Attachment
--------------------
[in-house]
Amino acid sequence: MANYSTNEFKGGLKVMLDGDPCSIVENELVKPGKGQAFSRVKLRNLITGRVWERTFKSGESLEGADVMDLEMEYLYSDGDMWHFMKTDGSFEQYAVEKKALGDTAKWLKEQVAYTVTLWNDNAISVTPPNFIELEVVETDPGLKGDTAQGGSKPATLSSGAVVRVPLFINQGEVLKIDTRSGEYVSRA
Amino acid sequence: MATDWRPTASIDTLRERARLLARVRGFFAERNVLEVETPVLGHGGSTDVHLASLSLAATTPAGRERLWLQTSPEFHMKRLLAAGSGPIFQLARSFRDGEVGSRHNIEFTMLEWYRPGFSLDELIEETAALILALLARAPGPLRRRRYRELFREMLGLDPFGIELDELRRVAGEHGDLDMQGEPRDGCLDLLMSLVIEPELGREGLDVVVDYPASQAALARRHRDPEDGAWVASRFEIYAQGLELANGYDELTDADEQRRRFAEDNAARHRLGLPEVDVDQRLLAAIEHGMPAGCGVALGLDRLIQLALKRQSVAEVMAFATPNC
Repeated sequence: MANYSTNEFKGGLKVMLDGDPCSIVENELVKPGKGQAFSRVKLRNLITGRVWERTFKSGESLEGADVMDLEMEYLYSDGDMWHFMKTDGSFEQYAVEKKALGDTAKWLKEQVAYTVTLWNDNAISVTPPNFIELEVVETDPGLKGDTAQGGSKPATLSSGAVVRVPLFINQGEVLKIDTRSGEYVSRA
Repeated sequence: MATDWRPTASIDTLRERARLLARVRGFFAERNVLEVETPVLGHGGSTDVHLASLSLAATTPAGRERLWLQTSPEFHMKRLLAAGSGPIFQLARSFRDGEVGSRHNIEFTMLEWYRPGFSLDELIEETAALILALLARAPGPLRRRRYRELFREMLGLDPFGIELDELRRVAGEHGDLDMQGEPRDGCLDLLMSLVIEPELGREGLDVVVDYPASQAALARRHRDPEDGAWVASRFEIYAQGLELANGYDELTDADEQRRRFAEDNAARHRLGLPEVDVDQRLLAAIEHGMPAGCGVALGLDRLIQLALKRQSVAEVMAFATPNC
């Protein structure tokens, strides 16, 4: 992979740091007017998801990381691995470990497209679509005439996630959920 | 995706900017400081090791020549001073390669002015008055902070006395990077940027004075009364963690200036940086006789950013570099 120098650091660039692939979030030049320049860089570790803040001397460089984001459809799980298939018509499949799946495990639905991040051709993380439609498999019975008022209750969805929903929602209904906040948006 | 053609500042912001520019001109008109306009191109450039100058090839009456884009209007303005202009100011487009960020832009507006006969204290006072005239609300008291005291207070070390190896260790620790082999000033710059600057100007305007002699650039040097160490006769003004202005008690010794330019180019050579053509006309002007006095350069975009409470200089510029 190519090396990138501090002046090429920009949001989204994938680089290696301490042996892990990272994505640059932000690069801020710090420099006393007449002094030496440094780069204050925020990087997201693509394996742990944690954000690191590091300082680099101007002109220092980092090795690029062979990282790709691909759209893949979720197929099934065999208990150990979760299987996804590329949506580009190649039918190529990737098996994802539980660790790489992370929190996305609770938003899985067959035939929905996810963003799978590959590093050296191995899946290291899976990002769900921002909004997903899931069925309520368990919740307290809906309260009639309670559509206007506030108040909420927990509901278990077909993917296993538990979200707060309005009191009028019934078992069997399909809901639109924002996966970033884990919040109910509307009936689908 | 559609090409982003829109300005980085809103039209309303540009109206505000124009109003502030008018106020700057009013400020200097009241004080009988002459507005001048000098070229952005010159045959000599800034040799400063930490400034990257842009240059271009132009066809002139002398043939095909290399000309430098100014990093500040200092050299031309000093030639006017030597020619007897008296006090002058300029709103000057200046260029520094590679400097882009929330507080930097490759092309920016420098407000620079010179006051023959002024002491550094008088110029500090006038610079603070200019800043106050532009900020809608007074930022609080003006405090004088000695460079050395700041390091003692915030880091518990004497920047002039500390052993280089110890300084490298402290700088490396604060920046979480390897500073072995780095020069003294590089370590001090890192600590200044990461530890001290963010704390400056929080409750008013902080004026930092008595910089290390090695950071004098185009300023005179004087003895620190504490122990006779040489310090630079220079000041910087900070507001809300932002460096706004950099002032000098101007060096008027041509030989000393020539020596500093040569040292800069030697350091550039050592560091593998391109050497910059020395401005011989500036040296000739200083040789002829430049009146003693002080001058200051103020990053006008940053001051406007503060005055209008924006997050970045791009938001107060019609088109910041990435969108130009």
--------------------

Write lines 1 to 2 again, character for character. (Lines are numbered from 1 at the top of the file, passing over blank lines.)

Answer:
[in-house]
Amino acid sequence: MANYSTNEFKGGLKVMLDGDPCSIVENELVKPGKGQAFSRVKLRNLITGRVWERTFKSGESLEGADVMDLEMEYLYSDGDMWHFMKTDGSFEQYAVEKKALGDTAKWLKEQVAYTVTLWNDNAISVTPPNFIELEVVETDPGLKGDTAQGGSKPATLSSGAVVRVPLFINQGEVLKIDTRSGEYVSRA